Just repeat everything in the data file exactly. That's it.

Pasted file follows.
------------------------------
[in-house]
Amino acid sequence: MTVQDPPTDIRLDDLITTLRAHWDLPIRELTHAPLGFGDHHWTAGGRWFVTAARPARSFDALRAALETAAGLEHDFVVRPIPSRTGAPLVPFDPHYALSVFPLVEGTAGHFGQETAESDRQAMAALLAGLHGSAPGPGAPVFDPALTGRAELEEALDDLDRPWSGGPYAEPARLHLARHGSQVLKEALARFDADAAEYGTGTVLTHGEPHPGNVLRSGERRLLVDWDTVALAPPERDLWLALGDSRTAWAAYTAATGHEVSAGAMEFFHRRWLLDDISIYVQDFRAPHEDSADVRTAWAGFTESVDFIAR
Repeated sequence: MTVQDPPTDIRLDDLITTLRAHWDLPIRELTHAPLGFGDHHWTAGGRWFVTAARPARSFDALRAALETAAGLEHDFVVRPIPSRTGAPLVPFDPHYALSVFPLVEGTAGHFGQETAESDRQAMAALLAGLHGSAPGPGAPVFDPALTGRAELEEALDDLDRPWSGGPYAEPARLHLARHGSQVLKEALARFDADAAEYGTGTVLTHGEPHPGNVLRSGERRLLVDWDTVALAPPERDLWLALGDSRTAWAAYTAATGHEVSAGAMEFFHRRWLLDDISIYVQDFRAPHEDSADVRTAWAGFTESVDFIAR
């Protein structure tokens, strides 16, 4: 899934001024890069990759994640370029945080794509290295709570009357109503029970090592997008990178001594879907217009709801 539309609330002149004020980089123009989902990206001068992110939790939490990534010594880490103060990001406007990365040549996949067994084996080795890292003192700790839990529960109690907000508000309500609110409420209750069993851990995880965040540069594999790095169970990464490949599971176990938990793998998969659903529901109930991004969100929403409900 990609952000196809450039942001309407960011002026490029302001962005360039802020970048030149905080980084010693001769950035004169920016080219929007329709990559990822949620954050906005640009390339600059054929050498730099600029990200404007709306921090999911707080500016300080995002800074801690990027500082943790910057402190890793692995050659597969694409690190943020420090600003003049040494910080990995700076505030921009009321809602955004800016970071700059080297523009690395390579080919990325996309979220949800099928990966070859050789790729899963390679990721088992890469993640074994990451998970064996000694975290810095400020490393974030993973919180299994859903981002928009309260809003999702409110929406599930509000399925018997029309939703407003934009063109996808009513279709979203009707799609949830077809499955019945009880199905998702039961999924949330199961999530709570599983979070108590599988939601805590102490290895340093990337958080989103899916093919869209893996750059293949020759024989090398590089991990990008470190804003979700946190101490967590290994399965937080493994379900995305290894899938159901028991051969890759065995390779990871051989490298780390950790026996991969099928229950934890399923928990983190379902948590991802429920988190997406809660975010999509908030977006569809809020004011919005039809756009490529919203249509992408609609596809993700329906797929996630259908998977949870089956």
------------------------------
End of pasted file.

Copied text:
[in-house]
Amino acid sequence: MTVQDPPTDIRLDDLITTLRAHWDLPIRELTHAPLGFGDHHWTAGGRWFVTAARPARSFDALRAALETAAGLEHDFVVRPIPSRTGAPLVPFDPHYALSVFPLVEGTAGHFGQETAESDRQAMAALLAGLHGSAPGPGAPVFDPALTGRAELEEALDDLDRPWSGGPYAEPARLHLARHGSQVLKEALARFDADAAEYGTGTVLTHGEPHPGNVLRSGERRLLVDWDTVALAPPERDLWLALGDSRTAWAAYTAATGHEVSAGAMEFFHRRWLLDDISIYVQDFRAPHEDSADVRTAWAGFTESVDFIAR
Repeated sequence: MTVQDPPTDIRLDDLITTLRAHWDLPIRELTHAPLGFGDHHWTAGGRWFVTAARPARSFDALRAALETAAGLEHDFVVRPIPSRTGAPLVPFDPHYALSVFPLVEGTAGHFGQETAESDRQAMAALLAGLHGSAPGPGAPVFDPALTGRAELEEALDDLDRPWSGGPYAEPARLHLARHGSQVLKEALARFDADAAEYGTGTVLTHGEPHPGNVLRSGERRLLVDWDTVALAPPERDLWLALGDSRTAWAAYTAATGHEVSAGAMEFFHRRWLLDDISIYVQDFRAPHEDSADVRTAWAGFTESVDFIAR
């Protein structure tokens, strides 16, 4: 899934001024890069990759994640370029945080794509290295709570009357109503029970090592997008990178001594879907217009709801 539309609330002149004020980089123009989902990206001068992110939790939490990534010594880490103060990001406007990365040549996949067994084996080795890292003192700790839990529960109690907000508000309500609110409420209750069993851990995880965040540069594999790095169970990464490949599971176990938990793998998969659903529901109930991004969100929403409900 990609952000196809450039942001309407960011002026490029302001962005360039802020970048030149905080980084010693001769950035004169920016080219929007329709990559990822949620954050906005640009390339600059054929050498730099600029990200404007709306921090999911707080500016300080995002800074801690990027500082943790910057402190890793692995050659597969694409690190943020420090600003003049040494910080990995700076505030921009009321809602955004800016970071700059080297523009690395390579080919990325996309979220949800099928990966070859050789790729899963390679990721088992890469993640074994990451998970064996000694975290810095400020490393974030993973919180299994859903981002928009309260809003999702409110929406599930509000399925018997029309939703407003934009063109996808009513279709979203009707799609949830077809499955019945009880199905998702039961999924949330199961999530709570599983979070108590599988939601805590102490290895340093990337958080989103899916093919869209893996750059293949020759024989090398590089991990990008470190804003979700946190101490967590290994399965937080493994379900995305290894899938159901028991051969890759065995390779990871051989490298780390950790026996991969099928229950934890399923928990983190379902948590991802429920988190997406809660975010999509908030977006569809809020004011919005039809756009490529919203249509992408609609596809993700329906797929996630259908998977949870089956």